So we decided to butt a small, rug up against the big one and then put a clear plastic chair mat over this area so the chair could roll around and not damage anything. My dad ordered a chair mat, then when I was visiting we found a cheap rug that was the right size and ordered that. He seemed happy. But then he told me that rugs weren’t quite the right sizes to cover the whole space under the mat.

Anyways, he dwelt on this problem and proceeded to work himself up into a fit. He said that he’ll just let the mat hang off the rugs and void the warranty, or that he could make it work by never stepping on the edges that hang off. He said he’ll push the big rug as close to the cabinets as he can get it, which would buy him all of 2 extra inches. He said he’d use remnants of blue wall-to-wall carpeting underneath… even when apparently he also apparently has remnants of every other carpet they ever had installed, some of which are better colors for the room. And as he shouted about the stress it was giving him to design a room around a free rug that is not suitable for an office, he said that he’ll just leave the room vacant and use my sister’s room, where a wooden chair and carpet scrap are less of a problem than the insurmountable dilemma of putting a chair mat over area rugs.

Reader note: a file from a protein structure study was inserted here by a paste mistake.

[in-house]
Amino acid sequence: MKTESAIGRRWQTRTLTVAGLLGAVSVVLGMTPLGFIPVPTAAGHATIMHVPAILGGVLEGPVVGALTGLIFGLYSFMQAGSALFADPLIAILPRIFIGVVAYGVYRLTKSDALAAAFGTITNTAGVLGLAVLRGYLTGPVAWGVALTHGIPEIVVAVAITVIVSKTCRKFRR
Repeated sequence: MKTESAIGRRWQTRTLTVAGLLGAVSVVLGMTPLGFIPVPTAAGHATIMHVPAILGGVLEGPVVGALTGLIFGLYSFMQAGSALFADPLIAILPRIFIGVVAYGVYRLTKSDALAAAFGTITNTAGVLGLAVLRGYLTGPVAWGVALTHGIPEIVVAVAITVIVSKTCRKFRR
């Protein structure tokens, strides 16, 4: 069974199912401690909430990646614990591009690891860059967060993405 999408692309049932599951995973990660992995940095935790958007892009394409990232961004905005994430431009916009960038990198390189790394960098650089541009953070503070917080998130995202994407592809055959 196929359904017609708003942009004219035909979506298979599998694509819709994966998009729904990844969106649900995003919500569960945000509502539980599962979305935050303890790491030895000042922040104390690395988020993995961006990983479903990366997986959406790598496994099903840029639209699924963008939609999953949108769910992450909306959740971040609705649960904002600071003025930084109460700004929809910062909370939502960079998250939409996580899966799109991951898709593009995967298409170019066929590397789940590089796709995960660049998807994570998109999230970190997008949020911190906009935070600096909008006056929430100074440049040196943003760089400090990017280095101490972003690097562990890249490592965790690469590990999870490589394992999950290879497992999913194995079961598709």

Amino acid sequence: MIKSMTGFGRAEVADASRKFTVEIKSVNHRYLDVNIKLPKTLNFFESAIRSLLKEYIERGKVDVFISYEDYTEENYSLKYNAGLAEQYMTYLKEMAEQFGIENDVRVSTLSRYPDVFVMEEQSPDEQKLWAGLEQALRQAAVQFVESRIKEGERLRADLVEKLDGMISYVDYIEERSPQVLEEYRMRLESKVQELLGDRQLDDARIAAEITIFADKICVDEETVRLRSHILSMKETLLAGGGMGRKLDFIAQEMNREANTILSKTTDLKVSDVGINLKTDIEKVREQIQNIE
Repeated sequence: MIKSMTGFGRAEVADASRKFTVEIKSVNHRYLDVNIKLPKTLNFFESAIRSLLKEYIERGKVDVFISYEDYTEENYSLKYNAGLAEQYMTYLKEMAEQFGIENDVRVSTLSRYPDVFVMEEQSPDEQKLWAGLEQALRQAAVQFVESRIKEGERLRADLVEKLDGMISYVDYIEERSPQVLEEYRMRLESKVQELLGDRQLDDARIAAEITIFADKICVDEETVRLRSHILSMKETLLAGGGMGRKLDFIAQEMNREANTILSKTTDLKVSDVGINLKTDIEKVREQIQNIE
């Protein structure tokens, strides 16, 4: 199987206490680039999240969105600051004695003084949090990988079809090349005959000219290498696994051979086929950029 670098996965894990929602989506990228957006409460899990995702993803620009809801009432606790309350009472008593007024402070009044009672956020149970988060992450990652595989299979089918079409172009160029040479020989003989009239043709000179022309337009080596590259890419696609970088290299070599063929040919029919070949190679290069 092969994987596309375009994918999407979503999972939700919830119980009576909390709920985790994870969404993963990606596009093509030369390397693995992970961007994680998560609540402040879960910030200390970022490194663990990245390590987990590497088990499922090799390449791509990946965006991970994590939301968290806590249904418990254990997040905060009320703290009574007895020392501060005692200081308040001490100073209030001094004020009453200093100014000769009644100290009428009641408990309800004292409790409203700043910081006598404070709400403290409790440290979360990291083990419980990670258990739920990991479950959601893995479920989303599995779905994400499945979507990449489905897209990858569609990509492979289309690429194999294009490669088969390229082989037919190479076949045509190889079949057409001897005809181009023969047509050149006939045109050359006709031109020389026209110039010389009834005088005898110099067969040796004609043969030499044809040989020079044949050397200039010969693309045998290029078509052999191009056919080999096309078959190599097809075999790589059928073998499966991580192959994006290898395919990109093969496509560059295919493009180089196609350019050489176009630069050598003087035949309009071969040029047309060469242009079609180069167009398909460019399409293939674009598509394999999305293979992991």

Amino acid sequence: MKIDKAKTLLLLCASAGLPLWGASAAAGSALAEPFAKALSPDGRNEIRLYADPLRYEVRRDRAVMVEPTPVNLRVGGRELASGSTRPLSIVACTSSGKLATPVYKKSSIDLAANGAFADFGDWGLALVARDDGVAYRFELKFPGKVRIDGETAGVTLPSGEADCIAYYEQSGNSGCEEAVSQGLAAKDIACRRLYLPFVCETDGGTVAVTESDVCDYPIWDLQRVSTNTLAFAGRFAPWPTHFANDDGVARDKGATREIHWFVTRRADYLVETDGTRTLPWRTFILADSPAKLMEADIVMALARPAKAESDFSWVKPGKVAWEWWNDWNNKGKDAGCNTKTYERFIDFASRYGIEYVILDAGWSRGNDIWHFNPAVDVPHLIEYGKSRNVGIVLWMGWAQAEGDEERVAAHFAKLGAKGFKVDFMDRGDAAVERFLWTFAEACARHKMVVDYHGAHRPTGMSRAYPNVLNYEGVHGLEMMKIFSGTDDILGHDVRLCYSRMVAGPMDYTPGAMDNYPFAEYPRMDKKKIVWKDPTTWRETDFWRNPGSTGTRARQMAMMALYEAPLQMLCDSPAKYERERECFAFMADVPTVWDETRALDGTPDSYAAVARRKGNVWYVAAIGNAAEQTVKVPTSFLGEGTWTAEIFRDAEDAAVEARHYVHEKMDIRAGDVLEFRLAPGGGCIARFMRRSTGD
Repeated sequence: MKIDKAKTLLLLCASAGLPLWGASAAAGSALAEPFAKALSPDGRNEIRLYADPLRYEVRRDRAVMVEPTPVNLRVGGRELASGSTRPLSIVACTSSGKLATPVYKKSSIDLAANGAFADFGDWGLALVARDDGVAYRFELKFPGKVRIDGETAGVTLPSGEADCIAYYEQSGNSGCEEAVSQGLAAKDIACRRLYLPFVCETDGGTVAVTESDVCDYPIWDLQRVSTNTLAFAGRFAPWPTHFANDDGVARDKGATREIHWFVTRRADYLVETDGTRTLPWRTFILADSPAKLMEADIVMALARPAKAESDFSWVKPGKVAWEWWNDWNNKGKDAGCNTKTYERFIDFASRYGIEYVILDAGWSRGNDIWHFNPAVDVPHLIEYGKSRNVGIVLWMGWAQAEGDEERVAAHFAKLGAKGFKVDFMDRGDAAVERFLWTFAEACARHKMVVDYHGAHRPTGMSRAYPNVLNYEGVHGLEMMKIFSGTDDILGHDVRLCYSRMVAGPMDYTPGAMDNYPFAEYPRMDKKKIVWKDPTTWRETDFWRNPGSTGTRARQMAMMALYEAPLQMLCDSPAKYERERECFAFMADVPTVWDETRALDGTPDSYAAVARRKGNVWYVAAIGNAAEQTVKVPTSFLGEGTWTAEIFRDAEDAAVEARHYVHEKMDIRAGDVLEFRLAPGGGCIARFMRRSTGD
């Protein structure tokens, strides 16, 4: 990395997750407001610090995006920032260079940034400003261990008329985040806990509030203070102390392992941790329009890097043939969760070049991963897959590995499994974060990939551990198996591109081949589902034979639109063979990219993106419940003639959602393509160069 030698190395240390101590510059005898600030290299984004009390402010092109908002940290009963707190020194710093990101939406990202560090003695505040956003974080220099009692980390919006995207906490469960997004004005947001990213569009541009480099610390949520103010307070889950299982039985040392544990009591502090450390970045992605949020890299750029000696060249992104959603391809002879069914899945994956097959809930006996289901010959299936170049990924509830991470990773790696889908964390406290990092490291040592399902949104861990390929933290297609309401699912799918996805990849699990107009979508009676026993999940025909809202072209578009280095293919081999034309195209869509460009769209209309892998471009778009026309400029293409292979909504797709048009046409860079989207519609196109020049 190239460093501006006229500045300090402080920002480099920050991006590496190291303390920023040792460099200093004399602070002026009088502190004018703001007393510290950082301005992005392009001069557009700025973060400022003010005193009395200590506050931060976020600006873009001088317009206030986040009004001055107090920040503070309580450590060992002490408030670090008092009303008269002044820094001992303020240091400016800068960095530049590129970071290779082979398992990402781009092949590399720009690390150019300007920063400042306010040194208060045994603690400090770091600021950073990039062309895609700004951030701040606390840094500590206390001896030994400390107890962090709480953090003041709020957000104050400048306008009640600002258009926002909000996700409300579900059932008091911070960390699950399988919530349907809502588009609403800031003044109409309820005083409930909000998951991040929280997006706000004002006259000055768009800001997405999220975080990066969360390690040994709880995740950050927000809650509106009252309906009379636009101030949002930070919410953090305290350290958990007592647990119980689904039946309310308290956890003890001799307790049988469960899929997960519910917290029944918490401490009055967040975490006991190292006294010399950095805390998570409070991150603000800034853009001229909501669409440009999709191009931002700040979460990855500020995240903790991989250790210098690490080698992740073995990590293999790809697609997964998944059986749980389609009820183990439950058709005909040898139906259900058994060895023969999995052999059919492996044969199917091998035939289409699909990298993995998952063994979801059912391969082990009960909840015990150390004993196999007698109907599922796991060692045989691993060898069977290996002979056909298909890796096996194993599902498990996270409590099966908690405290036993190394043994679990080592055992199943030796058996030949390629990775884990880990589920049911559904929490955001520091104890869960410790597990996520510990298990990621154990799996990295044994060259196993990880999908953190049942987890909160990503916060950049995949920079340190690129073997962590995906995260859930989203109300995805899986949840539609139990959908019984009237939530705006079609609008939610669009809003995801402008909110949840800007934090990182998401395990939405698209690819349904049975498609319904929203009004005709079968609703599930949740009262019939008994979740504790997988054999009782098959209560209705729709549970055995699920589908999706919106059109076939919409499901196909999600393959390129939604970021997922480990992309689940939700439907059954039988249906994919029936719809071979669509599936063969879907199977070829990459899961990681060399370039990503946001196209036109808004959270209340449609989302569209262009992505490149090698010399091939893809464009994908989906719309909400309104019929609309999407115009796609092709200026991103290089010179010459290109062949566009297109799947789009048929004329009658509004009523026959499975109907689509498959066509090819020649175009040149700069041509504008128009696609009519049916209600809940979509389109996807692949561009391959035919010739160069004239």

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So, disaster. Irredeemable, right? Not so much! The mat and rug came, he likes them, and his blood pressure is back to normal.

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I think maybe the chair mat should go all the way up against the cabinets, and if the wants full mobility in the chair maybe they do need to find little plugs of carpeting to cover those gaps. It would look a bit rigged but who’s paying attention? Now how does one find a piece of carpet that would blend in and disappear here? I suggested going to a junk yard and getting a black floor mat from an old car. My mom said I’m crazy. I think my dad liked this plan for exactly that reason.